Mean Season Has Started: GOP Crowd Cheers Calling Immigrants Rats And Roaches

If you care to remember the 2012 presidential election (I try to block it out but there isn’t enough wine in the world), you remember that the Republican primaries brought out the ugliest and the most cruel side of Republican voters.

Republican crowds almost seemed handpicked for their extreme xenophobia and Republican candidates capitalized on it. ABC News put together a list of some of the lowlights of just one debate, but allow me to briefly recap:

  • At a GOP primary debate, a crowd booed birth control. That’s right, birth control.
  • A crowd booed a hypothetical man in a coma who had no health insurance. “Let him die,” was the popular meme.
  • They booed gay soldiers serving in the military.
  • They cheered the fact that Rick Perry, as Governor of Texas, had executed more people than any modern governor.

Candidates played right a long. Newt Gingrich played the race card when he called Obama the food stamp president.

Donald Trump played the birther card.

I could go on, but if a recent event at the South Carolina Freedom Summit is any indication, this campaign season will be as ugly and hate-filled as the last eight years.

GOP pollster Frank Luntz, who is famous for framing the Republican message in a way that will outrage GOP voters, at least enough to go to the polls, asked candidate advice of the mother-in-law of Citizens United president David Bossie.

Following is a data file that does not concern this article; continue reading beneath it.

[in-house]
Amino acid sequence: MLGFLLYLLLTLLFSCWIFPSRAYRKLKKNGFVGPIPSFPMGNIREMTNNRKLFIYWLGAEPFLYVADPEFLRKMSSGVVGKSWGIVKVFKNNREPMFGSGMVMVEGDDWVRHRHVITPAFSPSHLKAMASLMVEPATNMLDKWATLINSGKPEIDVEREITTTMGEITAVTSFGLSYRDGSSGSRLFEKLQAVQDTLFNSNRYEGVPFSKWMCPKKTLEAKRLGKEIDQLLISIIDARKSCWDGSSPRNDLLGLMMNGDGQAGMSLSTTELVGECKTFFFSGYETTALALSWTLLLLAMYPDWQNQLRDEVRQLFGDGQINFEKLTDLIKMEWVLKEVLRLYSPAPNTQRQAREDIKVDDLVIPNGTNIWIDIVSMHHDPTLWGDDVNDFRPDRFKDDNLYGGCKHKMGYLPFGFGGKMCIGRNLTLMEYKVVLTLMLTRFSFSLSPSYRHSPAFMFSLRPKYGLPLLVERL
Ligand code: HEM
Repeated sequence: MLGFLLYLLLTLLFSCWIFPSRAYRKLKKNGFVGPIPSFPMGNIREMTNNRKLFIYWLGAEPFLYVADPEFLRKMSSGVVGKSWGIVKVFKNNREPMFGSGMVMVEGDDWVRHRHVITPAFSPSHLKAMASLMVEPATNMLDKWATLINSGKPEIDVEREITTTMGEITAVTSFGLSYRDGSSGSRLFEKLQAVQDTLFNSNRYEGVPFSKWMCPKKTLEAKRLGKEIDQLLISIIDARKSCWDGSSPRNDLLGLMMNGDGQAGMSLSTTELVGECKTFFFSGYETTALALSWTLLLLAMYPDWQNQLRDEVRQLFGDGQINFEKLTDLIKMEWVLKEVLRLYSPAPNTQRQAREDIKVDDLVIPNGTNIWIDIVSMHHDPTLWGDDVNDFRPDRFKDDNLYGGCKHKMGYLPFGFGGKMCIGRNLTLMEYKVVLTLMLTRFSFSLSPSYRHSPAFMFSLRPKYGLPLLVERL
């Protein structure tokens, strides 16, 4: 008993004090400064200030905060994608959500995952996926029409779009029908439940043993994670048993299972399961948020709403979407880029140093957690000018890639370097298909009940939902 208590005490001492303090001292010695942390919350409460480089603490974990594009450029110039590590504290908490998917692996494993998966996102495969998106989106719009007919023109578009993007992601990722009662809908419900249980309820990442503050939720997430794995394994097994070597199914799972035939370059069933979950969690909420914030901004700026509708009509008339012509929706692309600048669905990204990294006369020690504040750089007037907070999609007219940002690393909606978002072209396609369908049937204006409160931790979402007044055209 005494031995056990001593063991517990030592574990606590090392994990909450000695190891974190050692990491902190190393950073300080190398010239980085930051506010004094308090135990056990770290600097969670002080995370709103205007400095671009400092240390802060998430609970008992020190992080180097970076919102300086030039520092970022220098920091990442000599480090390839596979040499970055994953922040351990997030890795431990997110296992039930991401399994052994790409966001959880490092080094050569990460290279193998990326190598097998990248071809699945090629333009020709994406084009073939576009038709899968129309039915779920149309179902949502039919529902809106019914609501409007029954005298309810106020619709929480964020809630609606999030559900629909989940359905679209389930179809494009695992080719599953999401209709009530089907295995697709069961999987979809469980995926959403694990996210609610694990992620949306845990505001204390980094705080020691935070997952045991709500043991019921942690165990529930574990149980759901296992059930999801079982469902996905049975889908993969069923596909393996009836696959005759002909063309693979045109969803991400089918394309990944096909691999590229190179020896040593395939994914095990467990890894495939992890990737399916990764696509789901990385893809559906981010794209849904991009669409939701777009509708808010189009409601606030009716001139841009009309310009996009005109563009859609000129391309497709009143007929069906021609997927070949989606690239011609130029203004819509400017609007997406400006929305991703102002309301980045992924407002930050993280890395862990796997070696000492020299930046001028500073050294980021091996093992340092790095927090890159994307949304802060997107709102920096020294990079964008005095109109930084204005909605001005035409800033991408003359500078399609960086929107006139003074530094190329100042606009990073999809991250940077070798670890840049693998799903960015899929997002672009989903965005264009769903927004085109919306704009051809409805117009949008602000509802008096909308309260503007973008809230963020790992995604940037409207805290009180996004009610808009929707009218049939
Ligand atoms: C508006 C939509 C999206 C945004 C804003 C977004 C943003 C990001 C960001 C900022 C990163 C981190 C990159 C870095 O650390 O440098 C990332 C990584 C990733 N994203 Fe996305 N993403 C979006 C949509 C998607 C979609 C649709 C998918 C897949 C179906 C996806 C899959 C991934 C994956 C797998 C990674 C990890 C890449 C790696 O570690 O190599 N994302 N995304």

Her “advice” had to do with immigration:

“One man, one vote. People are comin’ in this country across the borders like rats and roaches in the wood pile. We’ve got a state like Minnesota that says it’s not our business to check ’em out, we just register ’em. We’ve got to get control. That’s what they need to know.”

Source: Huffington Post

The crowd — because they were the Republican base — went wild. Luntz asked if the speaker could be president and the crowd once again cheered.

The upside to this hideous behavior, at least if we don’t want a Republican to win, is that this sort of attitude puts GOP candidates firmly between a rock and a hard place. They need to pander to the base to win the nomination, but come time for the general election, if they don’t win more than 40 percent of the Latino vote, they aren’t going to win. Period.

The last time they came even close to that was George W. Bush, who isn’t anywhere near as anti-immigration as the current crop of Republicans. In 2012, Mitt Romney only won 27 percent of the Latino vote.

Featured image: via Wikipedia.